Courts Confused With Same Sex Divorce
Same sex marriages have been legal in some states since 2004 and more states are legalizing them as time goes on. Divorce filings for same sex marriages are starting to appear in courts . Compared to traditional marriages there is a difference in how certain issues are resolved. Some of those issues are confusing even the courts.
Currently, not all states recognize same-sex marriages. Couples may be residents of one state, but the marriage took place in another. If the state they reside in does not recognize same-sex marriages, a divorce will not be granted in that state. In order to get a divorce, at least one party needs to establish residency in a state that recognizes the marriage so they can get divorced. Most states require a six month residency before a person can even apply for a divorce.
An example of court confusion recently occurred in Ohio, a state that does not recognize same-sex marriage. In one courtroom a judge granted a same-sex couple a divorce. The next day in an adjoining courtroom, a different judge refused to grant a divorce to a different same-sex couple.
In most states, assets accumulated by the couple during the course of the marriage, beginning on the date of the marriage up to the time of the separation, are considered community property and divided equitably during the divorce proceeding. Some same-sex couples have been together for many years but were unable to marry before 2004 when Massachusetts became the first state to legalize same-sex marriages. They may have lived as though married for many years, bought property together and co-mingled their assets.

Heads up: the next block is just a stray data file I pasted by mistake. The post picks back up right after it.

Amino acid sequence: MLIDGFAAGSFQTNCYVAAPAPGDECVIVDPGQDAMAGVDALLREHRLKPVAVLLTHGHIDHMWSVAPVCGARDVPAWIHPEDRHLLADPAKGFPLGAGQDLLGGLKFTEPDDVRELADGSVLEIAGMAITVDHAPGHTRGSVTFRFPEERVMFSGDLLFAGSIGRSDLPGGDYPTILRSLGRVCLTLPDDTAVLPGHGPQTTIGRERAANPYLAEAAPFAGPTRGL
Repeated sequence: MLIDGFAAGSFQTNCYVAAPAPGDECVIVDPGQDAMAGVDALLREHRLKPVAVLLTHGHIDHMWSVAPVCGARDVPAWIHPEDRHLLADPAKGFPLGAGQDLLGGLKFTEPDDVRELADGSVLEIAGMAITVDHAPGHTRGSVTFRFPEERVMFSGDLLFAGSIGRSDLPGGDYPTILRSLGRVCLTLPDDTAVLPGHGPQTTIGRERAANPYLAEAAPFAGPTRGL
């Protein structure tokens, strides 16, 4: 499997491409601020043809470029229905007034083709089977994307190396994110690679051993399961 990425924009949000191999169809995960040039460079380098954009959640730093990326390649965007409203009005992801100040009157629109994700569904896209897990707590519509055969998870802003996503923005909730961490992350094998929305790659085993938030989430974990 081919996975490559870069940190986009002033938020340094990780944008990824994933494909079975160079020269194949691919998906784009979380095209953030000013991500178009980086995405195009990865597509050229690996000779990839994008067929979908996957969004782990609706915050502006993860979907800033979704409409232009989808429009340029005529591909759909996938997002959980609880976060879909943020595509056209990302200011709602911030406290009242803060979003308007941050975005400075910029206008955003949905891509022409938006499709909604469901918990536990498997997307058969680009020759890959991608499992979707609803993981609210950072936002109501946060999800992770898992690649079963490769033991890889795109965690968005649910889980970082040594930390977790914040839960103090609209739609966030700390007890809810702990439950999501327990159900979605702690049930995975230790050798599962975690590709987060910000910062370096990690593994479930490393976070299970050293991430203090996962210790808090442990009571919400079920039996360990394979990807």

One couple lived together as though married for 17 years before they were able to legally marry in 2008. Even though they had commingled assets for their entire relationship, the court only considered the property they had accumulated since the actual 2008 legal marriage as community property.
When couples have children a host of issues involving custody and child support arise. Some courts do not recognize parental rights if the non-biological parent did not adopt the children. Other courts have ruled the opposite. One of the interesting twists is how to handle the term primary custody when there are three parents (biological parents and the court ruled parent), and they have equal visitation. In Nevada the lower courts have ruled on some of these custodial issues and a few cases slated for the Nevada Supreme Court.